|Grand Pré dyke and farmlands
Click to enlarge
The first apple trees in Nova Scotia were planted by the French at the beginning of the seventeenth century. By 1698 a French census showed 1,584 apple trees distributed among 54 Acadian families at Port Royal alone. The fertile Acadian farmlands and orchards vacated by the deportation were inherited by successive waves of settlers. First came the New England Planters, then the Loyalists, and others followed. Tidal mills to grind grain or saw lumber were established at various points around the Minas Basin; an 1845 record indicates a tidal mill around Canning. Today, the Annapolis Tidal Power Station on the Annapolis River is one of the first such plants in the world and generates 20 MW of electricity for 12,500 homes. However, it has also changed river currents, caused river erosion upstream, and detrimentally affected some fish populations. Hydroelectric generating stations have harnessed the power of waterways at Lequille, Paradise, Nictaux, Hells Gate, Lumsden Lake, Hollow Bridge, and Methals. Mixed farming characterizes much of Valley land use, including the highest production of hay, tree fruits, vegetables, beef cattle, hogs, and chickens in the province. As a consequence, many secondary industries related to agriculture, such as processing and packing, are established here. In Aylesford, a peat-harvesting operation marks the first commercial exploitation of peat in the province. Several sand and gravel deposits in the valley are exploited by large commercial producers. In some areas, such as Del haven, fishing takes place. Bay of Fundy stopovers during annual bird migrations attract bird-watchers to many areas, particularly Evangeline Beach, Wolfville Sewage Ponds and Canard Pond.
Sites of Special Interest
- North of Melvern Square - wind gap
- Cape Blomidon - red sandstone underneath basalt
- Thorne Cove, Port Wade, Rossway - red cliffs and bluffs
- Annapolis Basin - gravel terraces at river mouths; for example, east of the mouth of Bear River are sands (Torbrook soils) 30 m above sea level
- Smiths Cove - point covered with fine sand, 30 m above sea level
- North of Digby - obscure beach deposit 27-30 m above sea level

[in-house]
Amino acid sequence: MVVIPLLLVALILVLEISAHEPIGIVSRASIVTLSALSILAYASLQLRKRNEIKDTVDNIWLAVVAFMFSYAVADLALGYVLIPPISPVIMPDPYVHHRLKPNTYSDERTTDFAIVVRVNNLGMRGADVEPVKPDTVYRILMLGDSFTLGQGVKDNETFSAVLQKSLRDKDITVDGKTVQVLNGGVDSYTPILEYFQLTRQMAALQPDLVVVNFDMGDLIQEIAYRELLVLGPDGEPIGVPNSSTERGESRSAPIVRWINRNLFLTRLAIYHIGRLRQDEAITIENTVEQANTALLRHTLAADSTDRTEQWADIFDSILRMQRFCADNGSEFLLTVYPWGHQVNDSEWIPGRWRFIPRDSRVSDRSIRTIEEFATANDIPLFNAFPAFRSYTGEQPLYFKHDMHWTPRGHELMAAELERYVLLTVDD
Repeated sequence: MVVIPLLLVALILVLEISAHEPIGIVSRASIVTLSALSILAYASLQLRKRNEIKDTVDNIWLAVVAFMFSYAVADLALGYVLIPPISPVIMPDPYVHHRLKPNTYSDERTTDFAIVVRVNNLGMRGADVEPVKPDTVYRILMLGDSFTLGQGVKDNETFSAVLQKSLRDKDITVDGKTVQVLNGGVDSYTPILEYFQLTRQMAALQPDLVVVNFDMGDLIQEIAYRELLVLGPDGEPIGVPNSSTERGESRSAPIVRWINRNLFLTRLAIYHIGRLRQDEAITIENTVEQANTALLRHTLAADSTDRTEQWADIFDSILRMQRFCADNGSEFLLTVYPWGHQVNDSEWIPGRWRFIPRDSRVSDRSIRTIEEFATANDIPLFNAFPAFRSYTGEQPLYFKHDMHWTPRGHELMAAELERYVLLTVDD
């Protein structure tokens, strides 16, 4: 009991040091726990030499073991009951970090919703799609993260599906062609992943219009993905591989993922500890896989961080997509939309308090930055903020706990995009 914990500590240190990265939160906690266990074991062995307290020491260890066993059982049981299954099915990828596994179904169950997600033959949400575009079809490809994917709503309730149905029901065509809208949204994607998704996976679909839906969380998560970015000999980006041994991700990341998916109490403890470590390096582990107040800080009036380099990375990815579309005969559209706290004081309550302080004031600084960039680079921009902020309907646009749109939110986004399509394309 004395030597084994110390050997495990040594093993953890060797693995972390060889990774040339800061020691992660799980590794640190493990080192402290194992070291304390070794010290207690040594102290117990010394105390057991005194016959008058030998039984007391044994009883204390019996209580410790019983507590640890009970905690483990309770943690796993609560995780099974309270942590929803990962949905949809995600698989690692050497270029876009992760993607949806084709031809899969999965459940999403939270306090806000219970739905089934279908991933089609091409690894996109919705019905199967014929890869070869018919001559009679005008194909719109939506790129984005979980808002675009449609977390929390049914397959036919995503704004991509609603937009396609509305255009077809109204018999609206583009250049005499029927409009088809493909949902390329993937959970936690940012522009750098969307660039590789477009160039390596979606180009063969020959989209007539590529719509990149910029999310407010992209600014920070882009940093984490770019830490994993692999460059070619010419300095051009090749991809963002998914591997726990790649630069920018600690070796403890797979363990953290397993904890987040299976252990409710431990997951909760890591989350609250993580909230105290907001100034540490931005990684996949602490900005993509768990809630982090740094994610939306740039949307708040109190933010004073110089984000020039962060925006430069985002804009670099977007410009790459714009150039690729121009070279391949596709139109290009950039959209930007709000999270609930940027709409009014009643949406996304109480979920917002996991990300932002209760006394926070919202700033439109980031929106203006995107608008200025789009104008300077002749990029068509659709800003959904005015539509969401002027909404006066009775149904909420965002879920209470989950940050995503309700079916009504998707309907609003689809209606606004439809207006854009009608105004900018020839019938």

- Deep Cove - gravel deposits 42 m above sea level
- Upper Granville - U-shaped sand bar
- North of Wolfville - raised beaches
- Woodside - series of sandy mounds extend for 4 km near Pereau River, 25 m above sea level; the easterly ones are curved like a spit
- West end of Kentville - small lake amongst sand hills is a kettle hole surrounded by kames
- Kingston to Greenwood - kames and esker-like ridges
- Avonport Mountain - view from highway across valley
- Kingsport - excellent exposures of Triassic sandstone with fossil plant roots and rare dinosaur bones and tracks
- Kentville Ravine (IBP Proposed Ecological Site 64) - old-growth hemlock stand, and river floodplain with rich herbaceous flora
- National Wildlife Area - Boot Island
- Provincial Wildlife Management Areas - Dewey Creek, Minas Basin
- Kentville Migratory Bird Sanctuary
- Aylesford Bog (Caribou Bog)
- Near Kingston - sand barrens
Provincial Parks and Park Reserves
- Upper Clements
- Upper Clements West
- Joggins Bridge
- The Lookoff (panoramic view looking south over District 610)
- Grand Pré National Historic Park (views over dykeland towards Cape Blomidon)
- Kentville Agricultural Research Station (Elderkin Brook trail)
- Fort Anne National Historic Park, Annapolis Royal
- Digby (views of Annapolis Basin)
- Smiths Cove (views of Annapolis Basin)
The Triassic Basalts and Continental Rifting||
Terrestrial Glacial Deposits and Landscape Features
Post-glacial Colonization by Plants
Successional Trends in Vegetation
Forest and Edge-habitat Birds
Birds of Prey
(Maple, Oak, Birch Association)
|H6.2 Softwood Forest
|912 Outer Fundy|
|913a Minas Basin|